My last visit to the United States of America was in the early spring of 2004. I landed at JFK in a freezing wind, clattered in raw metal subway cars up to St. Nicholas Avenue in Harlem and proceeded to spend the next few weeks getting hooked on Krispy Kreme donuts, Macintosh computers and a Cadillac Seville with no ass.
The apartment was on the first floor of an old house by St. Nicholas Park, bathed in regular clouds of marijuana smoke wafting up from the street below, visited by the occasional cockroach and heated by a silver-painted contraption seemingly from the early days of the Industrial Revolution.
They say it was a radiator. Perhaps, but it was certainly an awful radiator. You couldn’t trust it at all. During the cold winter of 2003-2004, it let down the apartment’s two permanent inhabitants—Bertalan pictured above, Lili behind the camera—so many times that it became a sad running joke. There were reports of entire days spent shivering in winter clothes and under blankets. Watching exhaled air form clouds as the ambient temperature approached the bottom edge of water in the liquid state.
But all that was forgotten when the radiator came to life. It snorted and hawked and gurgled and hissed, it was a machine from Victorian England living a second lease on life. You never felt safe in its immediate vicinity as a violent steam explosion with shrapnels of red-hot metal flying through the air often seemed imminent. And it gave off ample heat. It dried towels, warmed up St. Nicholas Avenue, it lifted the spirits.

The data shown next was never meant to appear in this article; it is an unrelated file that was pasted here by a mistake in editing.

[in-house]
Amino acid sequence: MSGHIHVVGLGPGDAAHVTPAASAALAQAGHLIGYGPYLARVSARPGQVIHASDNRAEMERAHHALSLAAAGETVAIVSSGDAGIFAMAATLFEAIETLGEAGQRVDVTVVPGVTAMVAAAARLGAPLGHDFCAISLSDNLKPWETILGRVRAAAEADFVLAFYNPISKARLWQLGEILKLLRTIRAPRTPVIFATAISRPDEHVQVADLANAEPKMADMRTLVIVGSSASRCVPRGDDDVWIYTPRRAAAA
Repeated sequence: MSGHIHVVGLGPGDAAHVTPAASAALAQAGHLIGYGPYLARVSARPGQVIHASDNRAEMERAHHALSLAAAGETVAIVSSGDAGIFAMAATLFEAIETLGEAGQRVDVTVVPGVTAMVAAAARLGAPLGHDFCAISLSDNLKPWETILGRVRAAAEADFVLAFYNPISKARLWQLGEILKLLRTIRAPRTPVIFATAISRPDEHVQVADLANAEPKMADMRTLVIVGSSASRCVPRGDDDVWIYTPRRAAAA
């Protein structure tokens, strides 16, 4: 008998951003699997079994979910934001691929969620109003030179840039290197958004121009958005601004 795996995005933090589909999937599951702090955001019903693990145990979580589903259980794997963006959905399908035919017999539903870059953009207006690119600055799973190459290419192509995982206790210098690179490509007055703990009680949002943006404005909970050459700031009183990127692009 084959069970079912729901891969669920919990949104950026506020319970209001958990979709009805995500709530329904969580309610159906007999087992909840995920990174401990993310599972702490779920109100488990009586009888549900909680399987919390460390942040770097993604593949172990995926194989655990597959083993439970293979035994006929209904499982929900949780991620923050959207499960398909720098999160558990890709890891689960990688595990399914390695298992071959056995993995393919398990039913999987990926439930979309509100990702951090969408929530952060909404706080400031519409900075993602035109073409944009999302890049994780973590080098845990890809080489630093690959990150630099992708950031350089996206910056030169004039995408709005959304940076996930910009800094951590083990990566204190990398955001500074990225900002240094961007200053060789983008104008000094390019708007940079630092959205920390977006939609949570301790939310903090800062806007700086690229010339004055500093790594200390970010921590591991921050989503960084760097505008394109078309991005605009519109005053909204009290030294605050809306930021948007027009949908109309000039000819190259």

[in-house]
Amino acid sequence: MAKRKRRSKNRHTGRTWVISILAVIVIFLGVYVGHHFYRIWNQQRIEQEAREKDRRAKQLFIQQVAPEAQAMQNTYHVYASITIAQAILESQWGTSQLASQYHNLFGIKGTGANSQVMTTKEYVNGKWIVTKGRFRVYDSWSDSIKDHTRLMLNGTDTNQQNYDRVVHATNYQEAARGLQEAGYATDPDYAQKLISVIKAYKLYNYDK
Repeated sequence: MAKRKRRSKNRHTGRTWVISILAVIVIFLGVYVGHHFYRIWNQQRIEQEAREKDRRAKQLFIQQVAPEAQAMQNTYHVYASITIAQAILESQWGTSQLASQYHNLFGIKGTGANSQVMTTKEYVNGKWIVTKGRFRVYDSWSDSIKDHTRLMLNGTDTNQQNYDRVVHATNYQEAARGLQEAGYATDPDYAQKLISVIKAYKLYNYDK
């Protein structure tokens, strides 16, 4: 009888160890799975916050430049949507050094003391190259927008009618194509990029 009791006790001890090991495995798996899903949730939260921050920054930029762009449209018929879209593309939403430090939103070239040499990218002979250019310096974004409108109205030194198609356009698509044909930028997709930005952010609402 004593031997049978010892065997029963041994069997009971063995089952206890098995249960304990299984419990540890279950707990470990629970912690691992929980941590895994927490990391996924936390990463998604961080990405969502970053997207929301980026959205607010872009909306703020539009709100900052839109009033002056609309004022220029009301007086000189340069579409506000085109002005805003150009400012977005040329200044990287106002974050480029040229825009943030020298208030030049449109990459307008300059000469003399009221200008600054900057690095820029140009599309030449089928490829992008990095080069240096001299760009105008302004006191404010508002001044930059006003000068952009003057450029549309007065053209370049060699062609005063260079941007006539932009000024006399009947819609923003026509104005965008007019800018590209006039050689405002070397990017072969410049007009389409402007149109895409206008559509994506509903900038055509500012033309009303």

The Bugatti Veyron sounds exactly like that radiator. That, of course, is no great surprise, as Jeremy Clarkson has already described the car in very similar terms in his December 2005 review for The Sunday Times, writing that “the engine sounds like Victorian plumbing — it looks like Victorian plumbing as well, to be honest.”
The Veyron is at 03:07
But it’s one thing to read that in the paper and quite another to stand three and a half years later behind bales of hay in the south of England and hear this modern-day Turbopanzer for the first time. You get used to supercars screaming on the upper edge of the human hearing spectrum and nothing really prepares you for the ultimate of their breed—at least in numbers—to gurgle by as a Victorian battleship, barely exercising the depths of its quirky 8-liter W16 engine. Sounding not like a car at all.
I wonder what Ettore Bugatti would make of this. That the latest incarnation of his lithe French racers is built by Germans to sound like the war machines of the British Empire.
Incidentally, the blue car pictured here is the T-top Veyron, also known as Officially The Fastest Road Legal Production Convertible. It was among the few cars cordoned off from the swirling masses at the Festival of Speed. You could, of course, lean in and poke its polished aluminum wheels, if you had long enough fingers.
I had long enough fingers but restrained myself. But I did lean in to bring you this picture of the Stig's head, which apparently comes on the side of your $2,000,000 purchase:
Photo of apartment with radiator by Lili Mesterhazy.